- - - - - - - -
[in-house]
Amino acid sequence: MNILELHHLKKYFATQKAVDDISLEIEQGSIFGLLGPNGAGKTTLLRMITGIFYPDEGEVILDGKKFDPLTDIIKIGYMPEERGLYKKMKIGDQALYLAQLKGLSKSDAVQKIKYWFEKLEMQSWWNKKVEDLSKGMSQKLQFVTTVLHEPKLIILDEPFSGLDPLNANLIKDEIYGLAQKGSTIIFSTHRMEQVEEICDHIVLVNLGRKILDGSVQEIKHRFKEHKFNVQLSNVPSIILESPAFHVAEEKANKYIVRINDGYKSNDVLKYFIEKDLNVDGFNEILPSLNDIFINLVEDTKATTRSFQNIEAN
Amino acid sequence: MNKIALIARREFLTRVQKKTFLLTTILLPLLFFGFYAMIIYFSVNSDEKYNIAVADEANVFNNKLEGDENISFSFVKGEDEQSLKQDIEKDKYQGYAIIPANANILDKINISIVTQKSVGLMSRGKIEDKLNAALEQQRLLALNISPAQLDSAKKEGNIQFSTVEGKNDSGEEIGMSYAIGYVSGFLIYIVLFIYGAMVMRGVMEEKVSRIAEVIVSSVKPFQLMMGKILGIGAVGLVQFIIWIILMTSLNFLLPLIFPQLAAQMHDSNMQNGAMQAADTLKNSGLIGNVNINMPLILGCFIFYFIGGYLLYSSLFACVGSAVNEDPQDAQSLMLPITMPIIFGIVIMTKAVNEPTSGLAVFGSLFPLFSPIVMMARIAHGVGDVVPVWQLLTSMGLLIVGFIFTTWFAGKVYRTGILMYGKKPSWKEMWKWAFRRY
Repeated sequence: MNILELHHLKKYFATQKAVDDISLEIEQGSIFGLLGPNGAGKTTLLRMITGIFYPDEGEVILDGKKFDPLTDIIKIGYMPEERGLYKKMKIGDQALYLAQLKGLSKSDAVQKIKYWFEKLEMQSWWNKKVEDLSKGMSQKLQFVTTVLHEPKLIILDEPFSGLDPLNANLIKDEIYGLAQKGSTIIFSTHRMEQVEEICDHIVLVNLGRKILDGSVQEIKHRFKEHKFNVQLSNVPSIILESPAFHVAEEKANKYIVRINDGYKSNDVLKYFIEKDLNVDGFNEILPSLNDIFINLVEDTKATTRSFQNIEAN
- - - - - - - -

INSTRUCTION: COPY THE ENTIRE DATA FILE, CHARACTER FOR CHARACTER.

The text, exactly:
[in-house]
Amino acid sequence: MNILELHHLKKYFATQKAVDDISLEIEQGSIFGLLGPNGAGKTTLLRMITGIFYPDEGEVILDGKKFDPLTDIIKIGYMPEERGLYKKMKIGDQALYLAQLKGLSKSDAVQKIKYWFEKLEMQSWWNKKVEDLSKGMSQKLQFVTTVLHEPKLIILDEPFSGLDPLNANLIKDEIYGLAQKGSTIIFSTHRMEQVEEICDHIVLVNLGRKILDGSVQEIKHRFKEHKFNVQLSNVPSIILESPAFHVAEEKANKYIVRINDGYKSNDVLKYFIEKDLNVDGFNEILPSLNDIFINLVEDTKATTRSFQNIEAN
Amino acid sequence: MNKIALIARREFLTRVQKKTFLLTTILLPLLFFGFYAMIIYFSVNSDEKYNIAVADEANVFNNKLEGDENISFSFVKGEDEQSLKQDIEKDKYQGYAIIPANANILDKINISIVTQKSVGLMSRGKIEDKLNAALEQQRLLALNISPAQLDSAKKEGNIQFSTVEGKNDSGEEIGMSYAIGYVSGFLIYIVLFIYGAMVMRGVMEEKVSRIAEVIVSSVKPFQLMMGKILGIGAVGLVQFIIWIILMTSLNFLLPLIFPQLAAQMHDSNMQNGAMQAADTLKNSGLIGNVNINMPLILGCFIFYFIGGYLLYSSLFACVGSAVNEDPQDAQSLMLPITMPIIFGIVIMTKAVNEPTSGLAVFGSLFPLFSPIVMMARIAHGVGDVVPVWQLLTSMGLLIVGFIFTTWFAGKVYRTGILMYGKKPSWKEMWKWAFRRY
Repeated sequence: MNILELHHLKKYFATQKAVDDISLEIEQGSIFGLLGPNGAGKTTLLRMITGIFYPDEGEVILDGKKFDPLTDIIKIGYMPEERGLYKKMKIGDQALYLAQLKGLSKSDAVQKIKYWFEKLEMQSWWNKKVEDLSKGMSQKLQFVTTVLHEPKLIILDEPFSGLDPLNANLIKDEIYGLAQKGSTIIFSTHRMEQVEEICDHIVLVNLGRKILDGSVQEIKHRFKEHKFNVQLSNVPSIILESPAFHVAEEKANKYIVRINDGYKSNDVLKYFIEKDLNVDGFNEILPSLNDIFINLVEDTKATTRSFQNIEAN